Minimizing the Risk of Blood Clots with AFib

Minimizing the Risk of Blood Clots with AFib

The Connection Between AFib and Blood Clots

We all know that blood clots are dangerous – they can cause breathing problems, impair blood flow and increase the risk of stroke. AFib increases your risk of developing blood clots, and individuals with this condition are nearly five times more likely to have a stroke, compared to people without AFib.

But why does AFib increase the risks of blood clots, and what can you do to prevent these complications? Let’s investigate.

When your heart functions properly, it moves blood into the atria (the upper chambers) and then into the ventricles (the lower chambers of the heart). From here, the blood is directed throughout the body, and then it goes back to the heart. In a person with AFib, the electrical impulses are abnormal, and therefore the atria beat chaotically, irregularly, affecting the blood flow.

As a result, there is a risk of blood clot formation. If the blood clot travels to the brain and impairs the blood flow there, a stroke can develop, killing brain cells, and potentially causing death.

Blood clots don’t always cause symptoms. Sometimes a person would experience typical symptoms of A fib such as breathing difficulties , chest pain, dizziness, palpitations and fatigue .

Preventing Blood Clots

Your doctor will take care of preventing blood clots with medication. Other procedures such as catheter ablation or electrical cardioversion may also be recommended.

Talk to a dietitian to get the right diet. Your diet it is very important to keep your heart healthy and your blood pressure normal, thus preventing strokes. The diet should be low in sodium, with your daily intake below 1,500mgs, and low in saturated and unhealthy fats – replace high fat processed meats with lean meats and fish, consume low fat yogurt or cheese.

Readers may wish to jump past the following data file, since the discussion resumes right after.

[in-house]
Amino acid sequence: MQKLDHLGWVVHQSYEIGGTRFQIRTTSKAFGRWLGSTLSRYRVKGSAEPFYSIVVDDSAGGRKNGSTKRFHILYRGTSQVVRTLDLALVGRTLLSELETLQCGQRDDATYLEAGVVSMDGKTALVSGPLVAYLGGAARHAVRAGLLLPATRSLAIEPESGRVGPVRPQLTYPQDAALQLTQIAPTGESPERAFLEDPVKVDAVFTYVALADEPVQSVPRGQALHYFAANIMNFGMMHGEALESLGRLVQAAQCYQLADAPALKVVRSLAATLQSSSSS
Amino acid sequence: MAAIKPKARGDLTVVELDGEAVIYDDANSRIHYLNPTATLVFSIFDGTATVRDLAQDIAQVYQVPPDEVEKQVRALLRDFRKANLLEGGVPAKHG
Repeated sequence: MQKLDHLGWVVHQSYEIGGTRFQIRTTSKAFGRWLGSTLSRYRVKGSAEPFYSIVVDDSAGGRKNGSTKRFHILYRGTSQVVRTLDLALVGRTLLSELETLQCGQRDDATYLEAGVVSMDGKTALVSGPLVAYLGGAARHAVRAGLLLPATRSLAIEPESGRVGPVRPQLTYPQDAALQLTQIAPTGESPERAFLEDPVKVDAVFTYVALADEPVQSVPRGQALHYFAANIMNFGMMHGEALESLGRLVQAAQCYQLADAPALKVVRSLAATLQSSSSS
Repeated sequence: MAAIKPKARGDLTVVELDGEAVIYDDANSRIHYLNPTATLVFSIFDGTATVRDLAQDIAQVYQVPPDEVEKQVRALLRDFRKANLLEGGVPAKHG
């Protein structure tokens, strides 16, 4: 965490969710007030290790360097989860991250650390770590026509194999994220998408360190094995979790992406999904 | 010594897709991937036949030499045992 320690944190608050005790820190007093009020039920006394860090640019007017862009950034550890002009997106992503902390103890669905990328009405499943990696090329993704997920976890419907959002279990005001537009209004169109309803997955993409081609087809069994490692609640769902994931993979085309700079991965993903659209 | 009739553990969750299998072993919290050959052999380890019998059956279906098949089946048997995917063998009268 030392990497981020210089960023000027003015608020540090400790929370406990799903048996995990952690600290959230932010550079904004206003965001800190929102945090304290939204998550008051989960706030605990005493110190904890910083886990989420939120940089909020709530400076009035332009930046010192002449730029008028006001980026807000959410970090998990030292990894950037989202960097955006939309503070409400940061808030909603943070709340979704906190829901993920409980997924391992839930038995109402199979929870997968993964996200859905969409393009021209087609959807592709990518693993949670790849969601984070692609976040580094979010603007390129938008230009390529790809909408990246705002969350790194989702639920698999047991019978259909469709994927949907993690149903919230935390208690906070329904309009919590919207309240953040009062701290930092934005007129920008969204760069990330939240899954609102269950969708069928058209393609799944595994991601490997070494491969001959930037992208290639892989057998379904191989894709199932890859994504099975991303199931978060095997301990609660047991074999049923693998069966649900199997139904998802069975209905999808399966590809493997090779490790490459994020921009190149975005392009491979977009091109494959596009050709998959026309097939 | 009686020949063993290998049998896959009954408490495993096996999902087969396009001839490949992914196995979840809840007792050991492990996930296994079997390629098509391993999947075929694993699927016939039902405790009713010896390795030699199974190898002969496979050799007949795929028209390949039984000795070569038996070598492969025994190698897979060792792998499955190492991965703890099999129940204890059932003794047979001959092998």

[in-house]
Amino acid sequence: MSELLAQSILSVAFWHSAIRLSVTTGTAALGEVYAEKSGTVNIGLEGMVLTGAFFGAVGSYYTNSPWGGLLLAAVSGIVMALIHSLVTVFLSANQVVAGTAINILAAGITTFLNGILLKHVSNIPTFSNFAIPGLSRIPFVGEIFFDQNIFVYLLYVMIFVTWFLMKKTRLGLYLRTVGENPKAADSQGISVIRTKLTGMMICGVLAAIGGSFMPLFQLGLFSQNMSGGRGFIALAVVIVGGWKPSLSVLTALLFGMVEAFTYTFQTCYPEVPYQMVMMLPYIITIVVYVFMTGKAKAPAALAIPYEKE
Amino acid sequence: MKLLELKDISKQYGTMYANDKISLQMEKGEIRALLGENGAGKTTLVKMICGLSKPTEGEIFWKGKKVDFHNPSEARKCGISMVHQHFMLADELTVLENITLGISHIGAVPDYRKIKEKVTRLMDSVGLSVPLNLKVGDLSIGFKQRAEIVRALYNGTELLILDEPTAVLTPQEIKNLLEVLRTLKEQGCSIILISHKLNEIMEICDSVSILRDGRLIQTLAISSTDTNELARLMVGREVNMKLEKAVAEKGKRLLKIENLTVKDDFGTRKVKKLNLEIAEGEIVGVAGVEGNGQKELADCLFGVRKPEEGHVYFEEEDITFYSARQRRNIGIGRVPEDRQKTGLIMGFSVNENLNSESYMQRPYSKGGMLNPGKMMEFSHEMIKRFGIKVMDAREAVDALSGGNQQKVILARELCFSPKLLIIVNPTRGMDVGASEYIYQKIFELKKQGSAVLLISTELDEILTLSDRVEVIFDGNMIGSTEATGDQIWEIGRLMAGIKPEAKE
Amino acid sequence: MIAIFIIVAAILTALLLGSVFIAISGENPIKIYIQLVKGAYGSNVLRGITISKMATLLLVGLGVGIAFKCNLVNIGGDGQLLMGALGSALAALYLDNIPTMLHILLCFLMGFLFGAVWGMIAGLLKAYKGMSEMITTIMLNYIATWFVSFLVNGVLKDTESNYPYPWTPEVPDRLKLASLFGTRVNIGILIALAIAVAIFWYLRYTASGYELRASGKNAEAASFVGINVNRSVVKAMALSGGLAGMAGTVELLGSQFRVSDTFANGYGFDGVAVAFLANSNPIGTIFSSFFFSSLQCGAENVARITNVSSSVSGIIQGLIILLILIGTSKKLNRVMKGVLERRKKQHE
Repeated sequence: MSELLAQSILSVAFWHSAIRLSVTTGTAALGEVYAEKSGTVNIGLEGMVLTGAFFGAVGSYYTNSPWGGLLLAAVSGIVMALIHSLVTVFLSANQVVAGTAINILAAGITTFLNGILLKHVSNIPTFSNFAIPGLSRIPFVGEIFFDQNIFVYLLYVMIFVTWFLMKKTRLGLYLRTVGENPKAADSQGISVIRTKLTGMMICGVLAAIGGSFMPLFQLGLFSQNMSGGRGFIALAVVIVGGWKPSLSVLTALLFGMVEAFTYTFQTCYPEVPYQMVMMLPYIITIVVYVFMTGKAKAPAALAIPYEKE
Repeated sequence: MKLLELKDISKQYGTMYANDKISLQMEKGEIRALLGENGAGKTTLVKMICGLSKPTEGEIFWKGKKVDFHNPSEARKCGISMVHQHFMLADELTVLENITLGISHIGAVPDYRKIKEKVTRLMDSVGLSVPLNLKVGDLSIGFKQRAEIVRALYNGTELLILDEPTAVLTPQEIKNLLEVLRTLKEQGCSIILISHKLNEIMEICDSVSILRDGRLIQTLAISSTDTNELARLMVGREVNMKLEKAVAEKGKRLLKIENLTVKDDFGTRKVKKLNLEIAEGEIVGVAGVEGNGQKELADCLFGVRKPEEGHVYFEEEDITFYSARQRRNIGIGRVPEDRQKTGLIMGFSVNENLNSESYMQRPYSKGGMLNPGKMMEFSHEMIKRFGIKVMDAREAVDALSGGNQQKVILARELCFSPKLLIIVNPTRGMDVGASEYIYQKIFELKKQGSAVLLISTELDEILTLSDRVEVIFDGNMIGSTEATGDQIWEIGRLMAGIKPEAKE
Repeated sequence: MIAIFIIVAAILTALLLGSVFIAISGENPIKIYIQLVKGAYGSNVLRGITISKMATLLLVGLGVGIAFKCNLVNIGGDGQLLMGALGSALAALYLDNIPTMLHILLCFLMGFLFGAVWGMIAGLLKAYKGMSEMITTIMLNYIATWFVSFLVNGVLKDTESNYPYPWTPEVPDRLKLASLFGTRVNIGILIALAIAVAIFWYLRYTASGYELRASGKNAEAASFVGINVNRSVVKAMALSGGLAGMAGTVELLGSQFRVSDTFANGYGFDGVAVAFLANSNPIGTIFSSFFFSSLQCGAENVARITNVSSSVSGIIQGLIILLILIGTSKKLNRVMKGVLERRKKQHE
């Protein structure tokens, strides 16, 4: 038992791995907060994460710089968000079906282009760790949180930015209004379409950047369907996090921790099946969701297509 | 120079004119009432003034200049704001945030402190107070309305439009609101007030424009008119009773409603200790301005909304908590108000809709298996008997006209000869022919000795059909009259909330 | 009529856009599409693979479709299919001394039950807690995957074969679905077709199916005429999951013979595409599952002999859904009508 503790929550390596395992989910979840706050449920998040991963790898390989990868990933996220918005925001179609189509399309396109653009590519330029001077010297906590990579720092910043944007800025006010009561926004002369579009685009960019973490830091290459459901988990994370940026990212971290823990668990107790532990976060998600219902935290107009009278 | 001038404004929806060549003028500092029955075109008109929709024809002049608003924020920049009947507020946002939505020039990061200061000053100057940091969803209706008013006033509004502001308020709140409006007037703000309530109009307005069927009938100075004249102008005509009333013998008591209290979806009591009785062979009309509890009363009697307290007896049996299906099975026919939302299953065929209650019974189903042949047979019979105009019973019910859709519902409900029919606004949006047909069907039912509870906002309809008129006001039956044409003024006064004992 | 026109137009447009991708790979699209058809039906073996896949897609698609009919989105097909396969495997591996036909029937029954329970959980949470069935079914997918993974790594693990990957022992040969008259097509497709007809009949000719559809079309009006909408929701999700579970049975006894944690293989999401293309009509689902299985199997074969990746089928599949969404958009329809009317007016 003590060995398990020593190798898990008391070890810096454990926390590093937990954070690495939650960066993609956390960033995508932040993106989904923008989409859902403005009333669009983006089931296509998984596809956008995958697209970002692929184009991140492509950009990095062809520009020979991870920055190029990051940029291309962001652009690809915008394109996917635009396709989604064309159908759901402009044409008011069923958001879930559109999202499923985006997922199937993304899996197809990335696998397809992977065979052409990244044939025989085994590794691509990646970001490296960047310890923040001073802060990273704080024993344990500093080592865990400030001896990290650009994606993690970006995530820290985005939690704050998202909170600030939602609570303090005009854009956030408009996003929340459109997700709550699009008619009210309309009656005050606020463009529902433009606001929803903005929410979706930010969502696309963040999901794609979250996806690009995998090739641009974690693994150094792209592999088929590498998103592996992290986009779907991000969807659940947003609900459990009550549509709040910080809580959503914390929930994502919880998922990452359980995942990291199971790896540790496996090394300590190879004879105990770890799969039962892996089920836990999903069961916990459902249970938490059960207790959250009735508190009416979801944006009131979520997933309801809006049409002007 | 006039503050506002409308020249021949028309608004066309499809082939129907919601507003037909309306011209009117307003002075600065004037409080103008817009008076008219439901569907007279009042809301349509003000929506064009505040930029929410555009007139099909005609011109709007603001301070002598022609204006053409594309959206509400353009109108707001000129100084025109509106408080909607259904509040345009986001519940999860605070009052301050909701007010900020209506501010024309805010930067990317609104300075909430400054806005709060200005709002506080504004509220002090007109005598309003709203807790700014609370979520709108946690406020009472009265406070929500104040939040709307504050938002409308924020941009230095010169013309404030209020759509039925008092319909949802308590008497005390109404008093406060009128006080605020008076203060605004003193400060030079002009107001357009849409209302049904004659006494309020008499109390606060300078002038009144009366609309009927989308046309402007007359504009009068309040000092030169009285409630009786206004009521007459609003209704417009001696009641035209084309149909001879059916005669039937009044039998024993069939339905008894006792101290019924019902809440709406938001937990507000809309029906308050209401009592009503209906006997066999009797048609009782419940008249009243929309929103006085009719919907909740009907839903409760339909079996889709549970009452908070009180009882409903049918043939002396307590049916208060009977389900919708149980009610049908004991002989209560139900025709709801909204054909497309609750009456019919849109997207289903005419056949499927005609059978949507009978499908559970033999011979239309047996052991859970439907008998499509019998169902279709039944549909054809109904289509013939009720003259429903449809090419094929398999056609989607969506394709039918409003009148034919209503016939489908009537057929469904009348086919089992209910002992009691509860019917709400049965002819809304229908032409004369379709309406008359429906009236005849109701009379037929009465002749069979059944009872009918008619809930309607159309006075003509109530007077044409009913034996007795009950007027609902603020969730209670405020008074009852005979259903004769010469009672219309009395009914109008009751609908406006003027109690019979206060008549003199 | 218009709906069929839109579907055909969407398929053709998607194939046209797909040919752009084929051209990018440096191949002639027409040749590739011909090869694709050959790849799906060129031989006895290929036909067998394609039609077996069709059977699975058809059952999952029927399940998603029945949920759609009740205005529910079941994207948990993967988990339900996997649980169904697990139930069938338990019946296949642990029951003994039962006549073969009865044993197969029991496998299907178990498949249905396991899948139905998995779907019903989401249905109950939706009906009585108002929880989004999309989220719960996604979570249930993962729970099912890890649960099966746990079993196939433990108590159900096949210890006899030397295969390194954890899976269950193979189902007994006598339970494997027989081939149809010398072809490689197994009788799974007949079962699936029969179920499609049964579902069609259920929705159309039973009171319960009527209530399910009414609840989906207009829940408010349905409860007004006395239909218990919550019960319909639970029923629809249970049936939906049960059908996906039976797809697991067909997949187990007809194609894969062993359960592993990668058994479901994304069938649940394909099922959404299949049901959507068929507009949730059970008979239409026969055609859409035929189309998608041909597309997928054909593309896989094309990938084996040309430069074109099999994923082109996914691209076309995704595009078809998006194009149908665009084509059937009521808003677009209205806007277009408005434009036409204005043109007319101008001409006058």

Focus on fresh fruits and vegetables, whole grains, nuts and beans. Choose healthy sugars from fruits rather than cookies and other baked goods. While you have to keep your sodium intake low, potassium levels should be up – low potassium levels have been linked with various heart problems and some heart medication do deplete your potassium levels in the body. Foods like avocados, banana, and sweet potatoes are great sources of potassium. Other vitamins and minerals found in in fruits and vegetables are also influencing your blood’s natural clotting abilities.

People who take blood thinning medication should also monitor their vitamin K levels. Taking drugs like warfarin and eating vitamin K rich foods (green leafy veggies, broccoli, Brussel sprouts , liver, eggs) can cause clotting factor levels to fluctuate. You don’t have to avoid all these foods, but keep track of your vitamin K intake.

Two diets had been found particularly healthy for your heart, preventing the risk of high blood pressure, heart attacks and stroke: the Dietary Approaches to Stop Hypertension (DASH) diet and the Mediterranean diet, however, a dietitian may recommend an individualized dietary plan just for you.

A 2013 study involving more than 30,000 people supports the recommendations of the American’ s Heart Association that you can prevent lethal blood clots with seven easy steps:

  • Be physically active
  • Avoid smoking
  • Eat a healthy diet
  • Maintain a healthy weight
  • Control your blood sugar, blood pressure and cholesterol levels.


Healthline (Atrial Fibrillation Blood Clots: Symptoms, Prevention and More)

Healthline (Diet Changes to Minimize Your Stroke Risk with AFib

HealthDay (Heart-Healthy Lifestyle May Also Prevent Lethal Blood Clots)

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There is a high correlation of AFib and stroke risk. Learn how the two are linked so you can take steps to minimize your risk.
by Krystina Ostermeyer on October 11, 2016
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